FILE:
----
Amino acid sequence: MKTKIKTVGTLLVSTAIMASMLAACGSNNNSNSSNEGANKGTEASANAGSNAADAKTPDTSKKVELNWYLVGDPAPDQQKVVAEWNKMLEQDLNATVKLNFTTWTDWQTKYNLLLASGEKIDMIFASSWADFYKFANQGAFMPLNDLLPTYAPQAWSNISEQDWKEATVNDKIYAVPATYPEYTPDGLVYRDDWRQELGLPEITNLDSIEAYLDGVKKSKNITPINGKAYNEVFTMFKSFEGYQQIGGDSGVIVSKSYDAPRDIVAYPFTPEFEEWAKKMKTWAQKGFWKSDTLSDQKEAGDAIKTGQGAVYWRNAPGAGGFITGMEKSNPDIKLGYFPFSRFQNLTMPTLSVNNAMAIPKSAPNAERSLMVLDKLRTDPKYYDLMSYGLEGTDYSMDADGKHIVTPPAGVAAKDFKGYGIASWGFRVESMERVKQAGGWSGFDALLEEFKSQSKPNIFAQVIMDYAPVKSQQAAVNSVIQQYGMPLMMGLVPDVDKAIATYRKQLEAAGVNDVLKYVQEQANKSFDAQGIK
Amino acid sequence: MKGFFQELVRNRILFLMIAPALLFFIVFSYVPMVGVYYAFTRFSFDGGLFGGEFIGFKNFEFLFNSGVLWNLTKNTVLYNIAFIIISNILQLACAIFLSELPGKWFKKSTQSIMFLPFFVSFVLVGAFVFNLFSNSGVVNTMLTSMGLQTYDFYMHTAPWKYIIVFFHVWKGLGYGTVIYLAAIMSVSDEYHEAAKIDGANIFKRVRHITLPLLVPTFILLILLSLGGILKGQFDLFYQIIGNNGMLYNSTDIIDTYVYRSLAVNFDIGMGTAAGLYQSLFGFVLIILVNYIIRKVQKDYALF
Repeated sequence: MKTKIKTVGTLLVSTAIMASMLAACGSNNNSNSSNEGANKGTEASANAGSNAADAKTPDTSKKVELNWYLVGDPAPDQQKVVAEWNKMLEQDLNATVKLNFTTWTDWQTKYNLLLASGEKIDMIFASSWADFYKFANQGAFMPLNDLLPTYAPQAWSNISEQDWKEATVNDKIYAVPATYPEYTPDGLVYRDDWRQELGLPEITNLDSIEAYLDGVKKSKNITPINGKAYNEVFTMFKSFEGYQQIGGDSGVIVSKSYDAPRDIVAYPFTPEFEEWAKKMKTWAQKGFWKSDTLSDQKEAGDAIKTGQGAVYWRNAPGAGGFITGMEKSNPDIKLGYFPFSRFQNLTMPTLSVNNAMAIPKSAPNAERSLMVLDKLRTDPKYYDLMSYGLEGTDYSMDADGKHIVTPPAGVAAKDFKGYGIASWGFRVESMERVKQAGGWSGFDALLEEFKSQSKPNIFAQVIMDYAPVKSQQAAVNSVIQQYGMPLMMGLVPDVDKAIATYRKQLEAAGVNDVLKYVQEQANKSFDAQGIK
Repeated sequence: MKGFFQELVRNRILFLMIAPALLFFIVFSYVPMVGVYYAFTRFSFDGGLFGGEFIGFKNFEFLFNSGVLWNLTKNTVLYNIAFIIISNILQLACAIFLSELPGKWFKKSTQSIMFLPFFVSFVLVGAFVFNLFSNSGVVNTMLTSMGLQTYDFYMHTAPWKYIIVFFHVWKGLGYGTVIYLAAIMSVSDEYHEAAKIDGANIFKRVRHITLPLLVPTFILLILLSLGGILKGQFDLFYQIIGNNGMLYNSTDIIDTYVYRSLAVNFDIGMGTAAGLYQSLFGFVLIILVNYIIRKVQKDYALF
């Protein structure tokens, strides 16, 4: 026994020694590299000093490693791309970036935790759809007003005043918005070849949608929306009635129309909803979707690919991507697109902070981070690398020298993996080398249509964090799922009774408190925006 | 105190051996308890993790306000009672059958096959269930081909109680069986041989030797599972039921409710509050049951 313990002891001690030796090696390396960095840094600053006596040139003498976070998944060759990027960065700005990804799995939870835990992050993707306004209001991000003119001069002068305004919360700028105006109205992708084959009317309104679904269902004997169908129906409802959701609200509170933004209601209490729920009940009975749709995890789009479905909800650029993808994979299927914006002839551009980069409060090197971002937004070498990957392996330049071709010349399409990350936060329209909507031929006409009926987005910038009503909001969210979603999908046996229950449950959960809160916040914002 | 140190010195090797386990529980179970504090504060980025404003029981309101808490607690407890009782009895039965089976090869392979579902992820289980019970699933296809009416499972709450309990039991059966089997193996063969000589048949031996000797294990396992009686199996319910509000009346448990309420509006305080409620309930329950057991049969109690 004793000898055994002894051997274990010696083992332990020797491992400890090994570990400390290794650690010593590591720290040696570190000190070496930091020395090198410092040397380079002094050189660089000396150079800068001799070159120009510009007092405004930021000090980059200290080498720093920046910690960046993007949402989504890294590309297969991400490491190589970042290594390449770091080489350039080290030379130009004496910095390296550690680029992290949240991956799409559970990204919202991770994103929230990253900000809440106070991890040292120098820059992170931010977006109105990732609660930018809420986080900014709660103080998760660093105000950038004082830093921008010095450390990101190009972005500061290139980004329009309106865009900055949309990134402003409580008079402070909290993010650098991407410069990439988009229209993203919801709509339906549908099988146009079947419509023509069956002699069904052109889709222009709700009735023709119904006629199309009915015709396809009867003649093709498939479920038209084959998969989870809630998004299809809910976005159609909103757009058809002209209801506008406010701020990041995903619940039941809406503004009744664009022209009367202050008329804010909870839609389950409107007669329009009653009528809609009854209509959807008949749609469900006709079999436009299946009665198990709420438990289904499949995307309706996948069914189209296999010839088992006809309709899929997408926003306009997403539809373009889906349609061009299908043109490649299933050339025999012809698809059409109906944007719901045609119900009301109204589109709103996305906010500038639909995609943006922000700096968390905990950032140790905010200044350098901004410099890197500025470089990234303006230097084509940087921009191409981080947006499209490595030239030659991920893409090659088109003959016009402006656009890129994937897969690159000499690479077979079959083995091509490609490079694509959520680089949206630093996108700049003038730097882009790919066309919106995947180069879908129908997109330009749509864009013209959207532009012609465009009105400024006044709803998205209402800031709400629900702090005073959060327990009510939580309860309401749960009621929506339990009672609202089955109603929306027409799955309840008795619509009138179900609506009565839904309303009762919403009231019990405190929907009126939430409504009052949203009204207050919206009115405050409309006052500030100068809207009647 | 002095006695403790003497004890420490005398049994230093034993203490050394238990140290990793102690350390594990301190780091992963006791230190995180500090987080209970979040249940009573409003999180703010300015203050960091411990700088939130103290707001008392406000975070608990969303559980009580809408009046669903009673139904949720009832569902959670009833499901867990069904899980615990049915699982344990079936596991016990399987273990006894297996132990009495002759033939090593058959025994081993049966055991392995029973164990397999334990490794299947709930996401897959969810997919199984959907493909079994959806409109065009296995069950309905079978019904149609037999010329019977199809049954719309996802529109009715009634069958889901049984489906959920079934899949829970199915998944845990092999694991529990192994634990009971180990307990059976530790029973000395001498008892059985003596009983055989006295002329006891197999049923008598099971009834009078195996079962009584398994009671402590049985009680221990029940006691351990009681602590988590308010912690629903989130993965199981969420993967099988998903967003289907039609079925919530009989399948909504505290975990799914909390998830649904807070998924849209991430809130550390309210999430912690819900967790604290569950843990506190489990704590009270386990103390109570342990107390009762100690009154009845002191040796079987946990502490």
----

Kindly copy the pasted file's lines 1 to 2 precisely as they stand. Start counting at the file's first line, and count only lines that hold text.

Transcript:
Amino acid sequence: MKTKIKTVGTLLVSTAIMASMLAACGSNNNSNSSNEGANKGTEASANAGSNAADAKTPDTSKKVELNWYLVGDPAPDQQKVVAEWNKMLEQDLNATVKLNFTTWTDWQTKYNLLLASGEKIDMIFASSWADFYKFANQGAFMPLNDLLPTYAPQAWSNISEQDWKEATVNDKIYAVPATYPEYTPDGLVYRDDWRQELGLPEITNLDSIEAYLDGVKKSKNITPINGKAYNEVFTMFKSFEGYQQIGGDSGVIVSKSYDAPRDIVAYPFTPEFEEWAKKMKTWAQKGFWKSDTLSDQKEAGDAIKTGQGAVYWRNAPGAGGFITGMEKSNPDIKLGYFPFSRFQNLTMPTLSVNNAMAIPKSAPNAERSLMVLDKLRTDPKYYDLMSYGLEGTDYSMDADGKHIVTPPAGVAAKDFKGYGIASWGFRVESMERVKQAGGWSGFDALLEEFKSQSKPNIFAQVIMDYAPVKSQQAAVNSVIQQYGMPLMMGLVPDVDKAIATYRKQLEAAGVNDVLKYVQEQANKSFDAQGIK
Amino acid sequence: MKGFFQELVRNRILFLMIAPALLFFIVFSYVPMVGVYYAFTRFSFDGGLFGGEFIGFKNFEFLFNSGVLWNLTKNTVLYNIAFIIISNILQLACAIFLSELPGKWFKKSTQSIMFLPFFVSFVLVGAFVFNLFSNSGVVNTMLTSMGLQTYDFYMHTAPWKYIIVFFHVWKGLGYGTVIYLAAIMSVSDEYHEAAKIDGANIFKRVRHITLPLLVPTFILLILLSLGGILKGQFDLFYQIIGNNGMLYNSTDIIDTYVYRSLAVNFDIGMGTAAGLYQSLFGFVLIILVNYIIRKVQKDYALF